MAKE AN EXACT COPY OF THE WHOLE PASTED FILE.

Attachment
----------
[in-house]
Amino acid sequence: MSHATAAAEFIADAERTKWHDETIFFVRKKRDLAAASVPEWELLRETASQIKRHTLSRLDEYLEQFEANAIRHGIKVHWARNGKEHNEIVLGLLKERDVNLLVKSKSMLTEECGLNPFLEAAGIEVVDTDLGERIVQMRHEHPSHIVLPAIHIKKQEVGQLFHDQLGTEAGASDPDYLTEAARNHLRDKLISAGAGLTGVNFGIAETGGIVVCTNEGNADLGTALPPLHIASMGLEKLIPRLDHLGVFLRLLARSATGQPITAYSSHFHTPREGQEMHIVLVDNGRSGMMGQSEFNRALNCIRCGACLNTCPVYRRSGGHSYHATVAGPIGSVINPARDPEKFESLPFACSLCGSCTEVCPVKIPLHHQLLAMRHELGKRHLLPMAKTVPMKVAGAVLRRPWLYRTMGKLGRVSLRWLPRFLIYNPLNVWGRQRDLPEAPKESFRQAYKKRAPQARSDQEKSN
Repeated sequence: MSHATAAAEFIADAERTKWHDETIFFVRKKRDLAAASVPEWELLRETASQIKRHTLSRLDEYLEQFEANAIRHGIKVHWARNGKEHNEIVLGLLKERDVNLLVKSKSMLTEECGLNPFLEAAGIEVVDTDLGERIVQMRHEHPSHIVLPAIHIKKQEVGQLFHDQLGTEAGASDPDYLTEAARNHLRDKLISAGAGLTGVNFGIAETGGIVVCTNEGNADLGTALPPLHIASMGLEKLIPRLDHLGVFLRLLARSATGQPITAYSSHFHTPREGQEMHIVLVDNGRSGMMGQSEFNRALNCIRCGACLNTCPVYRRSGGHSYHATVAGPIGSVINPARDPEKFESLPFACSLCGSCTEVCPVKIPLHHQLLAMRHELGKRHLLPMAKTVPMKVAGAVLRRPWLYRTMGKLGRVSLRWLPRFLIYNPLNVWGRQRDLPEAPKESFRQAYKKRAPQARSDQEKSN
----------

[in-house]
Amino acid sequence: MSHATAAAEFIADAERTKWHDETIFFVRKKRDLAAASVPEWELLRETASQIKRHTLSRLDEYLEQFEANAIRHGIKVHWARNGKEHNEIVLGLLKERDVNLLVKSKSMLTEECGLNPFLEAAGIEVVDTDLGERIVQMRHEHPSHIVLPAIHIKKQEVGQLFHDQLGTEAGASDPDYLTEAARNHLRDKLISAGAGLTGVNFGIAETGGIVVCTNEGNADLGTALPPLHIASMGLEKLIPRLDHLGVFLRLLARSATGQPITAYSSHFHTPREGQEMHIVLVDNGRSGMMGQSEFNRALNCIRCGACLNTCPVYRRSGGHSYHATVAGPIGSVINPARDPEKFESLPFACSLCGSCTEVCPVKIPLHHQLLAMRHELGKRHLLPMAKTVPMKVAGAVLRRPWLYRTMGKLGRVSLRWLPRFLIYNPLNVWGRQRDLPEAPKESFRQAYKKRAPQARSDQEKSN
Repeated sequence: MSHATAAAEFIADAERTKWHDETIFFVRKKRDLAAASVPEWELLRETASQIKRHTLSRLDEYLEQFEANAIRHGIKVHWARNGKEHNEIVLGLLKERDVNLLVKSKSMLTEECGLNPFLEAAGIEVVDTDLGERIVQMRHEHPSHIVLPAIHIKKQEVGQLFHDQLGTEAGASDPDYLTEAARNHLRDKLISAGAGLTGVNFGIAETGGIVVCTNEGNADLGTALPPLHIASMGLEKLIPRLDHLGVFLRLLARSATGQPITAYSSHFHTPREGQEMHIVLVDNGRSGMMGQSEFNRALNCIRCGACLNTCPVYRRSGGHSYHATVAGPIGSVINPARDPEKFESLPFACSLCGSCTEVCPVKIPLHHQLLAMRHELGKRHLLPMAKTVPMKVAGAVLRRPWLYRTMGKLGRVSLRWLPRFLIYNPLNVWGRQRDLPEAPKESFRQAYKKRAPQARSDQEKSN